The Dark Road Rushes – Six

September 28, 2013 | By More

All tech-ed up: The final week on the Royal Lyceum’s Dark Road

Actor's view from the Lyceum's stage during tech week. Photo © Jo Rush

Actor’s view from the Lyceum’s stage during tech week. Photo © Jo Rush

Tech week – The sixth rehearsal-room blog from Jo Rush, AD on Dark Road, the collaboration between crime writer Ian Rankin and Lyceum artistic director Mark Thomson.

The final week leading up to our official opening night of Dark Road has been surreal to say the least. During tech week everyone essentially lives at the theatre all day, everyday.

You start to lose touch with the outside world – and find it hard to explain to any friends who manage to make contact with you why you are so sleep-deprived and oversensitive!

The job of tech week is to bring together the full technical elements of the show: set, lighting, sound, projection and costume, with the work the actors have already created in the rehearsal room – and then to make the full effect as polished as possible.

Technical rehearsals can be very stop and start because if a cue doesn’t go right you have to pause and correct the problem. So you rarely get to run a scene from beginning to end without stopping, never mind the whole play.

We are working with a revolve set which allows us to swap between several locations on stage without long, full changes of set between each scene. Being able to move quickly from one location to another is vital for this play as it helps us to build momentum and pace and keep the action of the play moving forward.

“I don’t know where I am or where I’m going!”
View from upper circle of tech desk which they use to control sound, lights, projections etc during tech week. Photo © Jo Rush

View from upper circle of tech desk which they use to control sound, lights, projections etc during tech week. Photo © Jo Rush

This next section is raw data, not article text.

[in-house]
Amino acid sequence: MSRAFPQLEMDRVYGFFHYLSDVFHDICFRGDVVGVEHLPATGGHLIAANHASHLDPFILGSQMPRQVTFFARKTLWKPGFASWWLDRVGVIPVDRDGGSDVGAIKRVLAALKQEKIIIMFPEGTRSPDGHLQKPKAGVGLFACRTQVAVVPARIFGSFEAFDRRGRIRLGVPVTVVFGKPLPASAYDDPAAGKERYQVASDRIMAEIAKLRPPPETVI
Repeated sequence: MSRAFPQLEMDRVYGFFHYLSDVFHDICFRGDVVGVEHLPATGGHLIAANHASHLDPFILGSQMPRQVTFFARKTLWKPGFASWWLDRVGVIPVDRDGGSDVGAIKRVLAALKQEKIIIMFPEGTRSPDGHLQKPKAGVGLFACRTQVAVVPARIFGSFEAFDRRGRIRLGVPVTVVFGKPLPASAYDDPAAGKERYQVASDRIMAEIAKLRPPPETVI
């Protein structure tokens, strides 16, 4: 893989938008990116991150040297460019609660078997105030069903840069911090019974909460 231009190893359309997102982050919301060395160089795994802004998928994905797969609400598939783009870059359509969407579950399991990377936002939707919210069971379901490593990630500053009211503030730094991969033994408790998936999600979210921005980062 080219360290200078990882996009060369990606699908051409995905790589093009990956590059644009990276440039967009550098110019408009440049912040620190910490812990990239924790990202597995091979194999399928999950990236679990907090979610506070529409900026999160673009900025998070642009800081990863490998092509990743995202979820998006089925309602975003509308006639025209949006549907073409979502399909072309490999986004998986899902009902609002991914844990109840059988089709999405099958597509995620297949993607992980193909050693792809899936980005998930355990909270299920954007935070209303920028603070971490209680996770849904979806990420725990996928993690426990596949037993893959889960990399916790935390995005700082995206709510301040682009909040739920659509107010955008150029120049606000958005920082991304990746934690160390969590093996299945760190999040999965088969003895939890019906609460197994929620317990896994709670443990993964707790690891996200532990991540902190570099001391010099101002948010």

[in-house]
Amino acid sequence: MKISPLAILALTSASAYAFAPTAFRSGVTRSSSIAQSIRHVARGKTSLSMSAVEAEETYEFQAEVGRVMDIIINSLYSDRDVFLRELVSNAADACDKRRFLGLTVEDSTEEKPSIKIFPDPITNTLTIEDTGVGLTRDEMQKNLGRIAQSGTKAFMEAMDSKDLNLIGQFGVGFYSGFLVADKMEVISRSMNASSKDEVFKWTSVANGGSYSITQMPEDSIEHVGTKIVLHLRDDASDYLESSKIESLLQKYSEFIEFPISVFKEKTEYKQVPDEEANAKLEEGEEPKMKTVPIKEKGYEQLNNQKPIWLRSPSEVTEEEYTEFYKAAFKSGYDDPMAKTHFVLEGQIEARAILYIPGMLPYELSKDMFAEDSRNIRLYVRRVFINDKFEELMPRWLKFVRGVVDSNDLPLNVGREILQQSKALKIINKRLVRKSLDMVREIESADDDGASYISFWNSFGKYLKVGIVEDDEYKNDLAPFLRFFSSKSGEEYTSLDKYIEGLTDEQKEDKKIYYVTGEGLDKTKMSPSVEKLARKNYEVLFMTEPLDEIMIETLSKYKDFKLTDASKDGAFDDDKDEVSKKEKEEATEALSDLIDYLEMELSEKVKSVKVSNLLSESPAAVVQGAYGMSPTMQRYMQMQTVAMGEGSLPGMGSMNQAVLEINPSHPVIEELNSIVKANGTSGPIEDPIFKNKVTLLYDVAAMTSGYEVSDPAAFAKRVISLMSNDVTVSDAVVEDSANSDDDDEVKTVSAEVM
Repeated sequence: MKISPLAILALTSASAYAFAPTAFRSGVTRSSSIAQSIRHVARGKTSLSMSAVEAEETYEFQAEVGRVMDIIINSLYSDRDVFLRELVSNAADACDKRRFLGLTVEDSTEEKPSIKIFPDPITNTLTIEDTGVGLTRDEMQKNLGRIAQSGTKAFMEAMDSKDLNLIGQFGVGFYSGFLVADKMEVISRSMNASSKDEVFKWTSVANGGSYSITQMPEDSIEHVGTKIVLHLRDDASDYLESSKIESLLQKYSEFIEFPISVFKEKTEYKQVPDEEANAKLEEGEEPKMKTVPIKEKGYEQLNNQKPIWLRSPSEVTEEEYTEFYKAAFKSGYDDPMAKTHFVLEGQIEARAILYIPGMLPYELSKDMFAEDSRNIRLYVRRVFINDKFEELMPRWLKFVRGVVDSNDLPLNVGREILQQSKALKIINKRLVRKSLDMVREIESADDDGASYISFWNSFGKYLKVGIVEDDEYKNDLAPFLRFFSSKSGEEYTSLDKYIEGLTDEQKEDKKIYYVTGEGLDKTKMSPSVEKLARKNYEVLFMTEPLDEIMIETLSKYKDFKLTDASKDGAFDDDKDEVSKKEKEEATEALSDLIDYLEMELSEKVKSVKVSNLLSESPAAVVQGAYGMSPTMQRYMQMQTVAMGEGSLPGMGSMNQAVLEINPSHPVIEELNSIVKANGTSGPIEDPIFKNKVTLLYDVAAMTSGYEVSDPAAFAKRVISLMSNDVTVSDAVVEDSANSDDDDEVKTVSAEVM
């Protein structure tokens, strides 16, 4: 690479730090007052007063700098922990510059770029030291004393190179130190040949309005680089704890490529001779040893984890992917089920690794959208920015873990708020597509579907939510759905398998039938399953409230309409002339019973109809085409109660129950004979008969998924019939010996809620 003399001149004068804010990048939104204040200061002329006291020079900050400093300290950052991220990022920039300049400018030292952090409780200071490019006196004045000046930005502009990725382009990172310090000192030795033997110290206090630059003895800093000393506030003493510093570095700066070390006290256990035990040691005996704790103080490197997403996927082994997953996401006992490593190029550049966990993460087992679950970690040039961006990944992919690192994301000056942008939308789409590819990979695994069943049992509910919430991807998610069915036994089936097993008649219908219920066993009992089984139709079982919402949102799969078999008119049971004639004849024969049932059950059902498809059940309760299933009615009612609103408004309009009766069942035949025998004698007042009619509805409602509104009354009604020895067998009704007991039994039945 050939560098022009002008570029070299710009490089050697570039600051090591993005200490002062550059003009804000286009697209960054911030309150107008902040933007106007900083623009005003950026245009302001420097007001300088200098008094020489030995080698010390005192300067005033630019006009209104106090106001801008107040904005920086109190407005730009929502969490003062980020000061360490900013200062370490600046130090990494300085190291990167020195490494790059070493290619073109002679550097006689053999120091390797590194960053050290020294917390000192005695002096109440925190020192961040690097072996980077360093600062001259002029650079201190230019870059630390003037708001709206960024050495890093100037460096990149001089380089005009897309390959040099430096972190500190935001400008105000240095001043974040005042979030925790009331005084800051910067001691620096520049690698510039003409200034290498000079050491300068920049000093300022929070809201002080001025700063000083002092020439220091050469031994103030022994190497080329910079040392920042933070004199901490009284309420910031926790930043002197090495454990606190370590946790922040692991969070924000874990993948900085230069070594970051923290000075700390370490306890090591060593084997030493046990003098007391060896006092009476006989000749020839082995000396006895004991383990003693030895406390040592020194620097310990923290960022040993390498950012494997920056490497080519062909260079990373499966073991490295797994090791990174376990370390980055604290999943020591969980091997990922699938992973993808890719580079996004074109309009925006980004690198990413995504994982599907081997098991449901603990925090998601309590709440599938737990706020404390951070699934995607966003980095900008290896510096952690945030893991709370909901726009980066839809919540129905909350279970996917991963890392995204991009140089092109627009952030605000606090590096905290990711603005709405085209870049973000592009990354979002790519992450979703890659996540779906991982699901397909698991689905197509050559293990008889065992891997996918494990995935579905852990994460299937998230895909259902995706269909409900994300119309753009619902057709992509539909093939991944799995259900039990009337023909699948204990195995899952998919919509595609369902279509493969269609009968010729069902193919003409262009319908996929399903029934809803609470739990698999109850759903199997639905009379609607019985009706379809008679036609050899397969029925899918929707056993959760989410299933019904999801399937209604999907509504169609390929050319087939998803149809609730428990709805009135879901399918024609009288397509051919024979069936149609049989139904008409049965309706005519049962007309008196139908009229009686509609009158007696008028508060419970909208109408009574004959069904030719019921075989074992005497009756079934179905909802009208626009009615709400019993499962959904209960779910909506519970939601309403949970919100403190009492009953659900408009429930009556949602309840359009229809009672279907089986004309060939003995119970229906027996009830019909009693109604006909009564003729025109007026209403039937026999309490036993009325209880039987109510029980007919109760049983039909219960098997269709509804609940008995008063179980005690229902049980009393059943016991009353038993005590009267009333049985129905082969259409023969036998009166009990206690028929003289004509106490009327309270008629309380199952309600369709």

However it also throws up many difficulties. Our set has been amazingly designed to provide three different locations but as a result when actors are exiting a scene they have to be extremely careful that they don’t walk straight into the next scene. And when you’re stood at the centre of a revolving set of doors it can be very hard to remember which door will lead you safely offstage and which will accidentally reveal you to the entire audience! This has led to much confusion and hilarity backstage with one actor often heard saying “I don’t know where I am or where I’m going!”

A lot of our time during tech week has been spent working out how to perfect transitions between scenes. It is not just about the actors finally putting their performances onto the stage but also about the backstage crew being given time to rehearse their roles in making the play happen.

The stage management team have the tricky task of making sure each scene is set correctly with all the right props and furnishings without ever being seen onstage themselves as that would break the illusion of the world we are trying to create.

Due to the fast pace of the show there are also a number of lightning-quick wardrobe changes that the actors have to make. Sometimes with less than a minute between leaving a scene and appearing in the next scene in a totally different outfit.

Zoe and Jo, our assistant stage manager and dresser, spend most of the show hiding in various tiny corners of the revolve making sure that all this can happen and occasionally having to push actors out of view of the audience when a door swings open at the wrong time. It’s a mind-bending task that they’re faced with and the show just wouldn’t be able to work without them.

My role during tech week has mostly involved running up and down the three floors of the theatre’s auditorium to check sight lines and ensure that all the action onstage can be seen and heard by the full audience-all 658 seats!

I’ve also been running lines with the actors whenever they’re not needed onstage, standing in for them while lights and sound are plotted during breaks, and taking note of scenes we want to work on and feeding back ideas to the cast.

Jo Rush is a director and theatre maker based in Edinburgh. Having just completed a successful run at the Edinburgh Fringe with the production Hide And Seek, a devised piece of immersive physical theatre, she is now working as assistant director to Mark Thomson at the Lyceum on Dark Road, a new play by Ian Rankin and Mark Thomson, a role that has been made possible through the support of the Federation of Scottish Theatre.

Previously Jo has worked as assistant director at the Traverse and directed work as part of new writing events such as Words, Words, Words and the experimental theatre project Scrapyard, both at the Traverse, as well as directing work at the Fringe in both 2011 and 2012. Jo is interested in visual storytelling, classic works, and developing new writing.

Dark Road opens at the Lyceum on Saturday 28 September, running through to 19 October.Previews were on 25 to 27 September.

Full details of Dark Road on the Royal Lyceum’s website: www.lyceum.org.uk.

ENDS

© Jo Rush 2013.

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